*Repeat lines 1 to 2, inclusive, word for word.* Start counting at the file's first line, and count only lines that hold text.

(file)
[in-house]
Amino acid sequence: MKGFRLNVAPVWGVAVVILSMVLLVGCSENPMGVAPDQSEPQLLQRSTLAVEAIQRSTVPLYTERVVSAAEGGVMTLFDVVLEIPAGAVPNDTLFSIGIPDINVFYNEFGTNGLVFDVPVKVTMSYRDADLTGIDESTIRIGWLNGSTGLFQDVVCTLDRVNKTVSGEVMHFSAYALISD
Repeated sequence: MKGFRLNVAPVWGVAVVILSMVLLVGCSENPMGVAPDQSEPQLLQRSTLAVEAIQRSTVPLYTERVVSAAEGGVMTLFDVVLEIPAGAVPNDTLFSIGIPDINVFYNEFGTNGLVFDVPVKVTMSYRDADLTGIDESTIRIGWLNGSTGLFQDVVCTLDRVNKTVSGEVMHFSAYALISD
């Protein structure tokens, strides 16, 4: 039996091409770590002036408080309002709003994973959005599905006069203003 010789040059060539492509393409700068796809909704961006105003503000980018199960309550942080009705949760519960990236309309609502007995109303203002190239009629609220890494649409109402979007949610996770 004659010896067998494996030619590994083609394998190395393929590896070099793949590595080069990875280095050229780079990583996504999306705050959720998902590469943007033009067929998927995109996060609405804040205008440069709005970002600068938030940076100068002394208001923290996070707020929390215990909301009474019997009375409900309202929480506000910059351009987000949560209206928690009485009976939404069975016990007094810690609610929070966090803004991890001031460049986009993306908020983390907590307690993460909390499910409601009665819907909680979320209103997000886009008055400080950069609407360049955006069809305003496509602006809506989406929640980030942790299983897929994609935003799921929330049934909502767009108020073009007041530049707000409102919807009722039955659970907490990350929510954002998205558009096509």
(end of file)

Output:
[in-house]
Amino acid sequence: MKGFRLNVAPVWGVAVVILSMVLLVGCSENPMGVAPDQSEPQLLQRSTLAVEAIQRSTVPLYTERVVSAAEGGVMTLFDVVLEIPAGAVPNDTLFSIGIPDINVFYNEFGTNGLVFDVPVKVTMSYRDADLTGIDESTIRIGWLNGSTGLFQDVVCTLDRVNKTVSGEVMHFSAYALISD